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Interview: The Sunshine Factory

The Sunshine Factory (1)

Ahead of the launch of their stellar new EP, Cruelest Animal, at Crane Lane on November 30, we talk to Jack Horgan and Mark Waldron-Hyden from Cork neo-psych five-piece The Sunshine Factory about influence, releasing via their own DIY label, Cork’s thriving scene at the minute, their plans for 2018 and more.

Your forthcoming EP, Cruelest Animal collects some of your earlier recordings. A lot of bands would never dream to reveal their earlier trial-and-error. How did you come to the decision to compile and release the EP?

Mark Waldron-Hyden (drums): Basically, since then and now we have recorded and written so much stuff that we decided to show our progression and give contexts to our later releases.

Jack Horgan (vocals/guitar): The majority of artists we listen to have a wealth of material available. Take the Brian Jonestown Massacre for example. They have released demos to full-length albums. We want to show the foundations of our work, to show the evolution and development of the sound.

You can hear some influences hinting at throughout the release but none too explicit. But artists do you think have made an imprint on your sound to date?

M: I think between the five of us, we all have different interests and influences, but still common ground with all of us, even if it’s just general genres or bands. Our songs’ influences can vary from shoegaze and krautrock to elements of electronic and post-punk styles of music.

J: My Bloody Valentine, Joy Division, The Brian Jonestown Massacre and Spacemen 3 to name a few. These are all artists that have left a serious imprint on the structure and atmosphere in our music.

Tell us a little about your songwriting process. Do you normally get together and jam things out, piecing things together along the way, or do you take a more methodical approach?

J: Usually it’s a mixture of both. We started the band by just jamming out ideas and have kept to this approach methodically. Everybody writes their own parts to the song, from there we refine the song down to what works and what doesn’t.

M: Yeah it really depends on songs, some songs we’ve written just inside the practice room and others where a member brings some sort of idea to the table, and we all add parts what we think would suit it, and go from there. It can start anywhere from a bass or guitar line to a synth sound or drumbeat.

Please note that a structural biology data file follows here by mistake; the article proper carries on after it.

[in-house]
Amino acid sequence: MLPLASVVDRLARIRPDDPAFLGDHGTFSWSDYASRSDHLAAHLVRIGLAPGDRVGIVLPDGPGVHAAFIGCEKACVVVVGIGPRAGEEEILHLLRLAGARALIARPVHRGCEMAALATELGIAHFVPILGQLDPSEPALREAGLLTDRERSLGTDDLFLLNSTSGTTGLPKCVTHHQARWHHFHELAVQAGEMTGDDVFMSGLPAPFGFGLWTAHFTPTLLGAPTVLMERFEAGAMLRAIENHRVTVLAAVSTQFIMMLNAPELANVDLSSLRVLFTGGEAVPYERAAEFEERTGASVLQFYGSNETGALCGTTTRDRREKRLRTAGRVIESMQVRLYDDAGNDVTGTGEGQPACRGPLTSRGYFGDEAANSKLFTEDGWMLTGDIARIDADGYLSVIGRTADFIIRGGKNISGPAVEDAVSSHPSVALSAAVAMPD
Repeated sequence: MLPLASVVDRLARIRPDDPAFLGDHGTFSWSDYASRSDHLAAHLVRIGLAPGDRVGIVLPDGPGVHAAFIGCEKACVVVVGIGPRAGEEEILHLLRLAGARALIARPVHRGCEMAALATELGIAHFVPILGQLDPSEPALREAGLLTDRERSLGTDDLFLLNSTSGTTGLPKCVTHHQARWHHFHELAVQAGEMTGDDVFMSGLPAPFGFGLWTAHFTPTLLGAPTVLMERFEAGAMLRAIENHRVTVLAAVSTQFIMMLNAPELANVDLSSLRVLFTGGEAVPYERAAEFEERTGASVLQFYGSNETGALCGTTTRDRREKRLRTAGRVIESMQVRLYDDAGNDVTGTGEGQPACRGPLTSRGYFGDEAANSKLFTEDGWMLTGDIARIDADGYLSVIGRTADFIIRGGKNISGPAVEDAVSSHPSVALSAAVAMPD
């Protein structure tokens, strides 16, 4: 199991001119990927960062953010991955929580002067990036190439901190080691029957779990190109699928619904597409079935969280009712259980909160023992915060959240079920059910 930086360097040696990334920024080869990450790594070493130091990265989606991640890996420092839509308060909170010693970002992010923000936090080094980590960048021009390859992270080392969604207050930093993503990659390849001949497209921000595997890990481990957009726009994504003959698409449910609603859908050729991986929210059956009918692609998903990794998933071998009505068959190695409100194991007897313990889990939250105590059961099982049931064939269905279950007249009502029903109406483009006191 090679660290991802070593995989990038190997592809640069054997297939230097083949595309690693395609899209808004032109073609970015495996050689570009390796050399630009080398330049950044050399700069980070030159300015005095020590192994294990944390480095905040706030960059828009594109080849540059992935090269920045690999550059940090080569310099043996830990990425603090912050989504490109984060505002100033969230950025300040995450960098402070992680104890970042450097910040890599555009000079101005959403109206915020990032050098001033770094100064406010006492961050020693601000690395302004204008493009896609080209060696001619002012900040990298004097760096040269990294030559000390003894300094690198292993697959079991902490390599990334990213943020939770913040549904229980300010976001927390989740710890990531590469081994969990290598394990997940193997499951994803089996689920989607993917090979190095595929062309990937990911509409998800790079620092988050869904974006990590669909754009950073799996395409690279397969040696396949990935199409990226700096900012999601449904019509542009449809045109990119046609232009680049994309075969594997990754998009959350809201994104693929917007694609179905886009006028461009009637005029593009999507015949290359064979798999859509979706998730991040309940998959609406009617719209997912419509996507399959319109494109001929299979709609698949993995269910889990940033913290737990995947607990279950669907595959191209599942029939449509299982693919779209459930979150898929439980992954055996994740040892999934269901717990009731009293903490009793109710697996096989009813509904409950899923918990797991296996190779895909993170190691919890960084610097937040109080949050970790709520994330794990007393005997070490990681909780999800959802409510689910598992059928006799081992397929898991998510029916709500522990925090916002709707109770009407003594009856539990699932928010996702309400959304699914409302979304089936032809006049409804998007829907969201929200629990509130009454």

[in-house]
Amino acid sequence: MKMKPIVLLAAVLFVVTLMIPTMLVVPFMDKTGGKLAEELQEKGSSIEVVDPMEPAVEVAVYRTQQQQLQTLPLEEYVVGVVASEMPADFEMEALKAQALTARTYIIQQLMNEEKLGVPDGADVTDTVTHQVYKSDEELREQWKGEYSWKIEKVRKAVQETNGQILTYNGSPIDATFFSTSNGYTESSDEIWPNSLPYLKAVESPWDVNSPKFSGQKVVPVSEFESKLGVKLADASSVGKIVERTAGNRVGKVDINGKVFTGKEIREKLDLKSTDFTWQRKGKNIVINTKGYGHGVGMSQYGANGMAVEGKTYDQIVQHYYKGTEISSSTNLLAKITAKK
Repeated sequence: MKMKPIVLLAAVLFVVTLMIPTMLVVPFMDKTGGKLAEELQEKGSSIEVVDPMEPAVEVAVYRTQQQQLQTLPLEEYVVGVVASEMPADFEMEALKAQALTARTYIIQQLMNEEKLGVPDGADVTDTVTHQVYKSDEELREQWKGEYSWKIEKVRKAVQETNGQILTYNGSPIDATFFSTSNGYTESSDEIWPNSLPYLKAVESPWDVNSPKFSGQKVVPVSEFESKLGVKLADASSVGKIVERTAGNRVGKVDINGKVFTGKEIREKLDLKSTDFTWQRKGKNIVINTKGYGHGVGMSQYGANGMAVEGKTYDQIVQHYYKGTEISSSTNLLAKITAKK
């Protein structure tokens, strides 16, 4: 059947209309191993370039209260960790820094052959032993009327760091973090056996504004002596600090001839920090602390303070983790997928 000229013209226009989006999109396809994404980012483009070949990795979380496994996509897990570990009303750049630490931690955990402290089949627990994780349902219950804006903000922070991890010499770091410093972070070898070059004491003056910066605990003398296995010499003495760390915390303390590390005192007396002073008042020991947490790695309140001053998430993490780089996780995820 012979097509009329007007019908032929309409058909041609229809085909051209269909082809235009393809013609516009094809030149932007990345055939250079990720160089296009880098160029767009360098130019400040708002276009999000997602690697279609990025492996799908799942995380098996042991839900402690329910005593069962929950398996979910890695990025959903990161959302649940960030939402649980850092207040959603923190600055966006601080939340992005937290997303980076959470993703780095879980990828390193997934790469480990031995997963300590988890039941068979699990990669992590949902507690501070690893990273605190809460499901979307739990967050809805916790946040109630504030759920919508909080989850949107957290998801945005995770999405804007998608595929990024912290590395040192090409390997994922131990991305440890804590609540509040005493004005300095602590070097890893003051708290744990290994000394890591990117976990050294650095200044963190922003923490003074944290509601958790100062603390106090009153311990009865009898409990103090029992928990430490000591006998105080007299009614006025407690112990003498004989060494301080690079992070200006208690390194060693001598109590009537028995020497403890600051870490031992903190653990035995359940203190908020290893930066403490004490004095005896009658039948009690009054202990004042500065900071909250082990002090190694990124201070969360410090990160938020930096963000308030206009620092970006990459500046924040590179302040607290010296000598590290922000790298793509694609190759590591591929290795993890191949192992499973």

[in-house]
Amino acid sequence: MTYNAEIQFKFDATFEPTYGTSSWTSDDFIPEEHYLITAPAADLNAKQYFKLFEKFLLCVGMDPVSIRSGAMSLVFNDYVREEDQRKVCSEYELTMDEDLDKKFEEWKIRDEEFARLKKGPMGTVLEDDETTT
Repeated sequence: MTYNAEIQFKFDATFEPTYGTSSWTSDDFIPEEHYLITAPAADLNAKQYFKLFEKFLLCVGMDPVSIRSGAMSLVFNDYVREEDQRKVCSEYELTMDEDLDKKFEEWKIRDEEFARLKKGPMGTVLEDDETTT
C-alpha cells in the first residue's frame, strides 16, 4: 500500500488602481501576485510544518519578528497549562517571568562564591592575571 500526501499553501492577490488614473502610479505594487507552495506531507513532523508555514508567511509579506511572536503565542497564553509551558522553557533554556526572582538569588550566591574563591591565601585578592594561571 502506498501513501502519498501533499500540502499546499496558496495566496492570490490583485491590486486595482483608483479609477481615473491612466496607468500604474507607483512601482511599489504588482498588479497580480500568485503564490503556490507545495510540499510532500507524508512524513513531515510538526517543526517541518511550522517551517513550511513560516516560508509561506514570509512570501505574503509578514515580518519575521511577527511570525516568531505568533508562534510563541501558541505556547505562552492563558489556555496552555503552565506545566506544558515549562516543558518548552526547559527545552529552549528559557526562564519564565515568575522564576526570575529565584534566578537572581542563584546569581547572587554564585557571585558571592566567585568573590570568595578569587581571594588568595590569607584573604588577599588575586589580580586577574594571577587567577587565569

You’ve shared stages with the likes of K-X-P and the Orange Kyte. Do you hope to tour further afield in foreseeable future?

M: Yeah, we love playing live so we’d love to be able to play with as many great bands and in as many great places as we can.

J: So far we have played only a handful of venues in a few counties. Getting abroad is a goal, but we are focused on getting further afield in Ireland too before travelling.

Cork has always really delivered on the psych-leaning front. Why do you think that is?

M: Cork has such a long history of bringing out highly influential music, I think when there’s so many people around you making amazing music, it makes it a lot easier to be inspired to do it yourself.

J: Music in cork has always been a home to left field leaning arts spaces. I think. There’s a huge history here of not just psych but all genres, from punk to house. The city is quite small too, meaning venues are in short supply. On any night of the week you can see various genres of music. Experiencing varying live music is essential I believe as a musician. For me personally, being able to see artists like The Altered Hours and Elastic Sleep regularly live have had a lasting impact on me.

The EP will be released via your own imprint, Sunshine Cult Records. When did your form the label and what are your plans for it over the coming months?

J: I pitched the idea during the summer. After some thought, I think we gravitated to keeping everything as independent as possible. For now, it is an avenue to give us the flexibility of releasing material whenever we want to. I’d like to build it as a platform to give bands in Cork and beyond the opportunity to put out music.

M: We formed the label mainly to give us the opportunity to put out whatever material we want. We want to have as much freedom musically as we can. Plus I’d like to be able to share other music that we appreciate with other people, so starting a label is our means of doing this. With regards to plans for the future, we’re gearing up for a double-A side in February, with probably another one soon after. In between this we plan on putting out some music from another great band too, but there’ll be more on that later on, probably closer to the end of December/January.

You release the Cruelest Animal at Crane Lane on November 30. What can we expect from the night?

J: We’ve formed the show around the EP and a majority of new material.

M: Yeah it’ll be a nice amount of new stuff. I’m really looking forward to having Exploding Eyes down too, they’re gonna be great.

Finally, looking forward to next year, what can we expect for The Sunshine Factory? Any talk of a full-length?

M: We’re focusing on getting the A-sides out first, we’ll cross the full-length bridge when we come to it.

J: Yeah, hopefully to get a double A side released in February, then ideally another EP following it up after.

Go here for the Cruelest Animal EP launch FB event page

is the editor of The Thin Air. Talk to him about Philip Glass and/or follow him on Twitter @brianconey.